To conduct the research, scientists sourced 10 photos from Google and altered six of them with image editing software. Then they asked more than 700 volunteers whether the images had been manipulated. Here’s one: 

Is this photo manipulated? (If you go to the article, you can click on it to find out.)

In a second experiment, the scientists developed an online test to judge people’s ability to locate manipulations. They asked participants to tell where an image had been manipulated, regardless of whether people said the image had been altered in the first place.

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I’d say 60% is quite high for spotting fakes – usually these things are off and around the internet before anyone has queried them. (I’m terrible at spotting them.) The paper, linked, is educational.
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Ransomware attack puts KQED in low-tech mode • San Francisco Chronicle

Marissa Lang:

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The journalists at San Francisco’s public TV and radio station, KQED, have been stuck in a time warp.

All Internet-connected devices, tools and machinery have been cut off in an attempt to isolate and contain a ransomware attack that infected the station’s computers June 15. More than a month later, many remain offline.

Though the stations’ broadcasts have been largely uninterrupted — minus a half-day loss of the online stream on the first day of the attack — KQED journalists said every day has brought new challenges and revealed the immeasurable ways the station, like many businesses today, has become dependent on Internet-connected devices.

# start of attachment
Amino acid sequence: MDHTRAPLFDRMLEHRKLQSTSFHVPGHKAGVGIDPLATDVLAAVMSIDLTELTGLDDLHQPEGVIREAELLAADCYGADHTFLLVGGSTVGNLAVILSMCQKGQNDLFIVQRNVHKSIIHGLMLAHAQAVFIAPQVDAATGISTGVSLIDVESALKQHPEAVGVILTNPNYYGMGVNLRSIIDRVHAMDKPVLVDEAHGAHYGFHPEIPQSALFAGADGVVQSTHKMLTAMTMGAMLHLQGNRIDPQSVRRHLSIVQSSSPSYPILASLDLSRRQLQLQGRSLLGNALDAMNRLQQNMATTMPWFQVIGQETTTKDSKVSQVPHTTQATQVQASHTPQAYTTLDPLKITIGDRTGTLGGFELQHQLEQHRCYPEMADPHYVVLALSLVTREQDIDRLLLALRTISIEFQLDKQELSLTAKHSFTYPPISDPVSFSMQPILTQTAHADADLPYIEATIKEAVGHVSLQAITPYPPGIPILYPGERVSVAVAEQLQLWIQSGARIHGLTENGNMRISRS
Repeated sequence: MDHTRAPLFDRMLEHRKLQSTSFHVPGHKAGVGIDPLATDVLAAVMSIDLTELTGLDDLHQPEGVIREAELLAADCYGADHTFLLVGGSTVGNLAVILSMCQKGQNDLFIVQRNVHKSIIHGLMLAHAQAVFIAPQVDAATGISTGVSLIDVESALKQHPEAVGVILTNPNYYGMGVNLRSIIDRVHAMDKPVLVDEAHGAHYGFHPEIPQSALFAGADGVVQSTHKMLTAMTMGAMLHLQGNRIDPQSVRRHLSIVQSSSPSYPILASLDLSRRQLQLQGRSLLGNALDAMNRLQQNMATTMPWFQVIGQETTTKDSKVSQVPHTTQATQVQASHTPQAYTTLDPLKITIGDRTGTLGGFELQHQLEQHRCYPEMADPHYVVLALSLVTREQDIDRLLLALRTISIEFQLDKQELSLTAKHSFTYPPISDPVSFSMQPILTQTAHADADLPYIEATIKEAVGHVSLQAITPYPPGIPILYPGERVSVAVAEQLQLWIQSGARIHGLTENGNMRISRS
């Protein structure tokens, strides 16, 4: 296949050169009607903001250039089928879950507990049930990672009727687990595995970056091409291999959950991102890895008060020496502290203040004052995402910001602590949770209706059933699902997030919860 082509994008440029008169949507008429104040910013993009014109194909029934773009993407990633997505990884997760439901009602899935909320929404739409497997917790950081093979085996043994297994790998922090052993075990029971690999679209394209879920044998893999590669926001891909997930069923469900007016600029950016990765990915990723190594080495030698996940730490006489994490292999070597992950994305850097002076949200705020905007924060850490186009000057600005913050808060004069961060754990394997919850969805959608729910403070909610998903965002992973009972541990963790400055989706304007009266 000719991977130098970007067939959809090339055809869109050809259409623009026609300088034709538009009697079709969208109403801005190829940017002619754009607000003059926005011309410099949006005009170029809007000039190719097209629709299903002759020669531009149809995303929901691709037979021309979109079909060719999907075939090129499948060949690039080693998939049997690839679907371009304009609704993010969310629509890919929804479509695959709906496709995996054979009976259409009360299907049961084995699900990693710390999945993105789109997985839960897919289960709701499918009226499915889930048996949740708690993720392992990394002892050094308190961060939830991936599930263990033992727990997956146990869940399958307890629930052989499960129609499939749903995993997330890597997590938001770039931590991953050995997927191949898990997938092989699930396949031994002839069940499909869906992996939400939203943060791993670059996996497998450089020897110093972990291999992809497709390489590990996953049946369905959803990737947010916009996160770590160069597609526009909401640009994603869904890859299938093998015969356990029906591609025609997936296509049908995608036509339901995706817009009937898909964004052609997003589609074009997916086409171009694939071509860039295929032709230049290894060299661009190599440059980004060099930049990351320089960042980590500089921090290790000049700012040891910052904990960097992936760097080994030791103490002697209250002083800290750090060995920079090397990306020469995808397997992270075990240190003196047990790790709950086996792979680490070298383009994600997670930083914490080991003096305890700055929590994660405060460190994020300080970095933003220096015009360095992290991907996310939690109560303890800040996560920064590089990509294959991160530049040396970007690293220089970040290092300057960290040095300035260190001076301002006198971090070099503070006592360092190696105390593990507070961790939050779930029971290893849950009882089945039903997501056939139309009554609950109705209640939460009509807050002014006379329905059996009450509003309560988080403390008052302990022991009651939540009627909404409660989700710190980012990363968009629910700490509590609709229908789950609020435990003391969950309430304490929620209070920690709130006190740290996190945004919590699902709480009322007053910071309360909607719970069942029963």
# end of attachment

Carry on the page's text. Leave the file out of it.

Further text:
“It’s like we’ve been bombed back to 20 years ago, technology-wise,” said Queena Kim, a senior editor at KQED. “You rely on technology for so many things, so when it doesn’t work, everything takes three to five times longer just to do the same job.”

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Notable that the only computer being used in the story is a Mac. Externalities of Windows are multifarious.
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Apple granted patent on smart dock with Siri and wireless charging • The Verge

Chaim Gartenberg:

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Apple was granted a new patent this week, one that’s particularly interesting given Apple’s upcoming HomePod and rumors of a wirelessly charging iPhone 8: an iPhone dock that could have Siri and a wireless charger built in.